“For this reason many among you are weak and sick, and a number sleep” (1 Corinthians 11:30).
Many, if not most, come to this verse (v. 30) in the 1 Corinthian 11 version of the Lord’s Supper written by Paul to the church at Corinth (11:23-32), and with little or no exegetical or contextual consideration, nor historical examination, take the “weak and sick” and “a number sleep” to mean the “unworthy” (v. 27) who had partaken of the Eucharist. In other words, they, then, had received some form of judgment (i.e., becoming weak, sick, and worse, die). More specifically, many also take these as non-Christians that have eaten the Lord’s Supper in an unworthy manner. This reading is also used as a rationale to discourage nonbelievers from partaking in the Lord’s Supper during a worship service each week.
There is, however, a better, and more likely, reading of this important text.
1) The reference to “sleep” is a biblical euphuism for Christians that have died, not unbelievers—so, this verse is not a proof-text for non-believers who have “wrongly” partaken of the Eucharist. It is believers who have fallen asleep (died). And as far as I can tell, there is no exegetical reason the "weak," "sick," and the sleeping must be "the unworthy" of verse twenty-seven. Additionally, the term “weak” in Paul’s 1 Corinthian context also, usage-wise, points to believers. (See #3 for whom those who are the "weak," "sick," and asleep are within the Letter context and social location.)
2) The “meal” was a central element in the apostolic church gatherings and was so in the early church period for about 150 years after Pentecost (and continued in some form for another 150 years through about 300 AD).
3) There is a likely famine (or period of severe food scarcity; e.g., Suetonius, Claud. 18.2; Josephus, Ant. 3.320-21) that researchers have discovered or recognized had occurred at the time in the surrounding area, which would have made the meal issue a central concern (especially, if the poor in the congregation was not even finding food for themselves “at church,” let alone on the marketplace).
4) The occasion of the Letter itself is instructive, namely there is an elite-ism (which affirms the Roman social structure and association or social etiquette) that found its way to the meal or banquet component of the church gathering, which would have occurred just prior to the sharing of the cup of remembrance (of the Lord Jesus’ death) and the symposia or instruction time.
5) Verse 33 ought not be ignored in that it directly suggests that some were not allowed or welcomed or accepted or or re-classified to a different "spot" at the meal or simply shoved out of the meal (demonstrating the etiquette of the Empire and not the etiquette of the Kingdom of God). The primary instruction is, not to end the meal component of the gathering, but to wait for all to eat (v. 33) and thus reflect the social etiquette of the gospel. Plus, it is to those who eat before or at the expense of the poorer, less socially acceptable Christians that are told to eat at home (v. 34); still no instruction to end the meal/banquet as a form of the church's gathering for worship, instruction, and fellowship. Non-Christians are not in the purview for the correction and admonition here, but the Christian elites and status seekers.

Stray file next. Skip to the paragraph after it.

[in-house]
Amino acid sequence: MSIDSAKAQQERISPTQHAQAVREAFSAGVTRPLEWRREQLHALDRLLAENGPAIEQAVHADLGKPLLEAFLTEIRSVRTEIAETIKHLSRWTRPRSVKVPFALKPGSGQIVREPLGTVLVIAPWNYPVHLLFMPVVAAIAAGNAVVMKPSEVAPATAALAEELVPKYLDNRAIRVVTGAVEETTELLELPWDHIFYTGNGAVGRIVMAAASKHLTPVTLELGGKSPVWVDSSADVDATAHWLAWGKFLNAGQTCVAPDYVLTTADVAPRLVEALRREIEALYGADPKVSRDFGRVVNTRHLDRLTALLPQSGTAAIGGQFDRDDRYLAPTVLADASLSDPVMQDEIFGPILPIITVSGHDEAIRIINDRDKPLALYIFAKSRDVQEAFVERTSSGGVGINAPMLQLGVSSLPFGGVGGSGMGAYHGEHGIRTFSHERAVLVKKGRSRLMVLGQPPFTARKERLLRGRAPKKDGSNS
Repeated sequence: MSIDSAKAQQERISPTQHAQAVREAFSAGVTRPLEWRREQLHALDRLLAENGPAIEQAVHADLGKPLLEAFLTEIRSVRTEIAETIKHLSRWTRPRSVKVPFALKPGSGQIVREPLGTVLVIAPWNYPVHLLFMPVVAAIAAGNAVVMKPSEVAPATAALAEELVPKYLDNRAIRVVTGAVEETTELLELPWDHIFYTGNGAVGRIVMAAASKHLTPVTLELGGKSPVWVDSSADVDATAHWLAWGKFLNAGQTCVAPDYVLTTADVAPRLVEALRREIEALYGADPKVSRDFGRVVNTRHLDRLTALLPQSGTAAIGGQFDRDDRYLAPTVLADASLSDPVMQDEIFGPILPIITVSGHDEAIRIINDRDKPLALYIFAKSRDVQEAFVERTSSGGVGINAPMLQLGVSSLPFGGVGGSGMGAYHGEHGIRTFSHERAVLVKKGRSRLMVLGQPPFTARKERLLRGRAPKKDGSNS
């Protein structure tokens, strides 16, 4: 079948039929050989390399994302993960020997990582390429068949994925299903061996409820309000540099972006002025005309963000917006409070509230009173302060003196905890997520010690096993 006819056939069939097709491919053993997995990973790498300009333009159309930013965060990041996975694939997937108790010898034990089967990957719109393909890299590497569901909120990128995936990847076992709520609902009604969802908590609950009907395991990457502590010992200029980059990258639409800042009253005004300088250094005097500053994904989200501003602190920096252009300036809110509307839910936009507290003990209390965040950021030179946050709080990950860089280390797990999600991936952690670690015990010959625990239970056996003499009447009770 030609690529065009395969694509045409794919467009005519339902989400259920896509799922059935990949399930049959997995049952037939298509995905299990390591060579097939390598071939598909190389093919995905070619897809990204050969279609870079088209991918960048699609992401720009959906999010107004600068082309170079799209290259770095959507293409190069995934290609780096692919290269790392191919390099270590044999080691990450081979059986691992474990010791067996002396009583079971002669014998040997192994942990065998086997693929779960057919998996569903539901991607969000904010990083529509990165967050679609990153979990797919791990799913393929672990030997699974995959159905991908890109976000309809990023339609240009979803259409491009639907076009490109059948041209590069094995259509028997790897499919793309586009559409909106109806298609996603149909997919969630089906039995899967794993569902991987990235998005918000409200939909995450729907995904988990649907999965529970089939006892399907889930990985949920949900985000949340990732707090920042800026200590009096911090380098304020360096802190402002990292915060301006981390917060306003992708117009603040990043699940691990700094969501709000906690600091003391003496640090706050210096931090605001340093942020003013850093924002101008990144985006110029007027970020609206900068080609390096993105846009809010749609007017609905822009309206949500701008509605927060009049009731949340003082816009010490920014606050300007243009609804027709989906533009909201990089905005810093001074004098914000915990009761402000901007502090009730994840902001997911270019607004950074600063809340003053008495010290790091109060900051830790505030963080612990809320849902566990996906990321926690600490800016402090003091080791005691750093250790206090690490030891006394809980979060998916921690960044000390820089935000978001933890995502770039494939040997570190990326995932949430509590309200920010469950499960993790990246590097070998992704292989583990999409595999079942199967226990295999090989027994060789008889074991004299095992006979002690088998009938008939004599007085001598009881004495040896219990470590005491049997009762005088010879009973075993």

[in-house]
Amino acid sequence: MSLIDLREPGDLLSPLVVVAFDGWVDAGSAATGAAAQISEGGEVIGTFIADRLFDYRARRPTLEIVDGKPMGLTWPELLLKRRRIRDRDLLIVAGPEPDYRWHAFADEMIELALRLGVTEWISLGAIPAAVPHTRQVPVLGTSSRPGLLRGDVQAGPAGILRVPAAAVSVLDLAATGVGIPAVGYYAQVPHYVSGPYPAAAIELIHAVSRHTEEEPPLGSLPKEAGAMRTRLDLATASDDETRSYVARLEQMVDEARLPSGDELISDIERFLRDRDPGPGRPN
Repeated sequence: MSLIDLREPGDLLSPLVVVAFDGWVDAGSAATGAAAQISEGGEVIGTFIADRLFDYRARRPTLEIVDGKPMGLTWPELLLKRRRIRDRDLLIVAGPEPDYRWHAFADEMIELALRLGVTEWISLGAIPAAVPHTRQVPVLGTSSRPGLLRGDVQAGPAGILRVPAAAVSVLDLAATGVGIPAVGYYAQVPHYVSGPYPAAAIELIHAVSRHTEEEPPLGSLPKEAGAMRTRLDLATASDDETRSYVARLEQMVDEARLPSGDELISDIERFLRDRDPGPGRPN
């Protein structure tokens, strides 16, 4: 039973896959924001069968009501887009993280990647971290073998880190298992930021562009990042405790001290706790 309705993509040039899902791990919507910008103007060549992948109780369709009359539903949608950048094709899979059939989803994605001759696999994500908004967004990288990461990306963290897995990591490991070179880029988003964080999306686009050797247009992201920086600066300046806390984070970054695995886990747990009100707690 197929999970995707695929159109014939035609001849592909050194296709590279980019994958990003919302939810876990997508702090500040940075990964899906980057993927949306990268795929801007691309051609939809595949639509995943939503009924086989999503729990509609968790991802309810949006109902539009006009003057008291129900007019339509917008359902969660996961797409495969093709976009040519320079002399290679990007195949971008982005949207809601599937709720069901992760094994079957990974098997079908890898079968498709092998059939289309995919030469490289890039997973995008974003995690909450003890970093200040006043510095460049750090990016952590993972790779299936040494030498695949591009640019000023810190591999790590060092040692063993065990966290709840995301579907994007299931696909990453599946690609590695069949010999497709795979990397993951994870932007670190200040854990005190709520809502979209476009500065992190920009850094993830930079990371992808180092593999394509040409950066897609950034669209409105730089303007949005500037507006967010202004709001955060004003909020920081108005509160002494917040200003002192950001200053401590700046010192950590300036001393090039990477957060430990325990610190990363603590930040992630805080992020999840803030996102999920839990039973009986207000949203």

A more likely reading of verse 30 (For this reason many among you are weak and sick, and a number sleep) is that the “weak,” “sick,” and the sleeping (i.e., the dead) are, not non-Christians, but the poor and less acceptable Christians of the church at Corinth. There were those in the congregation who were sick and some had passed away (possibly) as a result of the famine, which was only made worse by the pushy elite Christians who stormed the meal ahead of or in spite of the poorer, less socially acceptable members of the body of Christ. If not as a result, then most certainly the reference to the weak, sick, and sleeping are a kingdom-reminder of why table fellowship was of such importance (the poor and marginal received a form a assistance, i.e., in this case food). The fellowship meal in the Corinthian form was not affirming the gospel. This is what Paul is addressing.
Chip M. Anderson, advocate for biblical social action; pastor of an urban church plant in the Hill neighborhood of New Haven, CT; husband, father, author, former Greek & NT professor; and, 19 years involved with social action.